It was a summer day in Sychar. The women in the village made their daily trips to the public well early when the temperatures are cooler. Mornings around the well were as much a social club as a place to fill water jugs. The well was dug by ancestors of some of the residents a century or more before. It was the village’s only source of a commodity that none can live without.
It was hot. The sun was directly overhead as the woman slowly made her way along the path to the well. She hated these daily trips. Most of all, she hated that she felt isolated and alone. She wondered if the donkey, tied up in the shade, ever felt this way. Probably not. The donkey was built to carry heavy loads. The years of making these trips were taking a toll on her body and spirit.
She remembered a time when she was younger and more energetic. Married for less than a year, she looked forward to morning trips to the well. Although she didn’t appreciate the persistent questioning of the older women about her sex life. She wanted children. But so far, she mostly received bruises when she brought the subject up. She remembered when having children was something she could count on.
That was then. Five relationships ago. Her first husband was chosen by her family. He was much older but had a steady job. A friend of her father. He put her out a few years later. A pattern that occurred again. And again. She knew that finding her current partner was a real blessing. Kind and generous. Not willing to listen to the gossip on the streets. They were both beyond the point where children were part of their plan. She finally had a little security in her life.
Life began to unravel after her first husband divorced her. Looking back, she was fortunate. The constant abuse might have ended her life eventually. It didn’t take long before another man took her in. She was young, attractive, and wanted to be loved. She put herself into making things work. But they didn’t. Each time she knew that she became the focal point for the morning meetings at the well. Some days she hangs on by a single thread. This is how it seems anyway.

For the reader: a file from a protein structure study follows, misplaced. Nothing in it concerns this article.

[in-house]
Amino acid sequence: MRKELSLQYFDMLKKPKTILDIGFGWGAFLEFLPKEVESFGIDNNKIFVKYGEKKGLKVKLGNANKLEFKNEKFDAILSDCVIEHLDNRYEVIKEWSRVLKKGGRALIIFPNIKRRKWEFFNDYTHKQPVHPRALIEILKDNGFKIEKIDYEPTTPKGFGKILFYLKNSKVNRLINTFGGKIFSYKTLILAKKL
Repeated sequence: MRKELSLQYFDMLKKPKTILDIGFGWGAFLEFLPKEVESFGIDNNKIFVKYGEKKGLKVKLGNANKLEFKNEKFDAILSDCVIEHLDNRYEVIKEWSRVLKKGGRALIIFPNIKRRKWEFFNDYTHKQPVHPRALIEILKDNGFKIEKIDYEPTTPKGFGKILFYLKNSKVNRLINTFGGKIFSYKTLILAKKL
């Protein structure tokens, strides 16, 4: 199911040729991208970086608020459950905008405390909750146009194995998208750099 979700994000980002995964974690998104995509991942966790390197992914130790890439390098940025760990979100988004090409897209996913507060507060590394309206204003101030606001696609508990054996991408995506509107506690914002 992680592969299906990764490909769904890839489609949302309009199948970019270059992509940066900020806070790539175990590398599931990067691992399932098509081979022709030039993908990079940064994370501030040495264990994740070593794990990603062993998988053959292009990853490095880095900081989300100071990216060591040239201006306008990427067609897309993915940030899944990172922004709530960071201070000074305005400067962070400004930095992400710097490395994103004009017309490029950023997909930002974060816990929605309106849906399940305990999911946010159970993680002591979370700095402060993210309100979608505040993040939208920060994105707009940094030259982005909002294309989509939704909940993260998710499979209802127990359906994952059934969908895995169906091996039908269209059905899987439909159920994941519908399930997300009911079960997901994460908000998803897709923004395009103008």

What’s this? A man is sitting at the well. Social customs were clear. Women fetched water, and men didn’t hang out at wells. She didn’t recognize the man, but she recognized the clothing. She remembered a time when she saw a man dressed like this one. He was Jewish. A Rabbi.
Jews and Samaritans don’t spend time together. The wounds between the two groups never healed from the time when their nation was split in two. Her ancestors separated and were conquered later by a power-hungry empire called Assyria. This was when they became known as Samaritans. The wounds that caused the separation were deeper than any well. And lasted longer.
The separation caused her people to see God from a different perspective. The Judeans still believed that God was found only in the Jerusalem Temple. Which Samaritans no longer had access to. What difference does it make anyway? Perhaps the Jews are right. Maybe Samaritans are cursed. At least this Samaritan is.
Water is crucial to life. And the woman didn’t have another place to get water. Besides, she was tired of going the other way every time a man or woman approached her. And Jews don’t associate with Samaritans any way. Jewish men find Samaritan women to be disgusting. So no worries. She was sure the man would leave as soon as he realized she was coming his way. No respectable Jewish man would get anywhere near her.
She was tired of going the other way every time a man or woman approached her.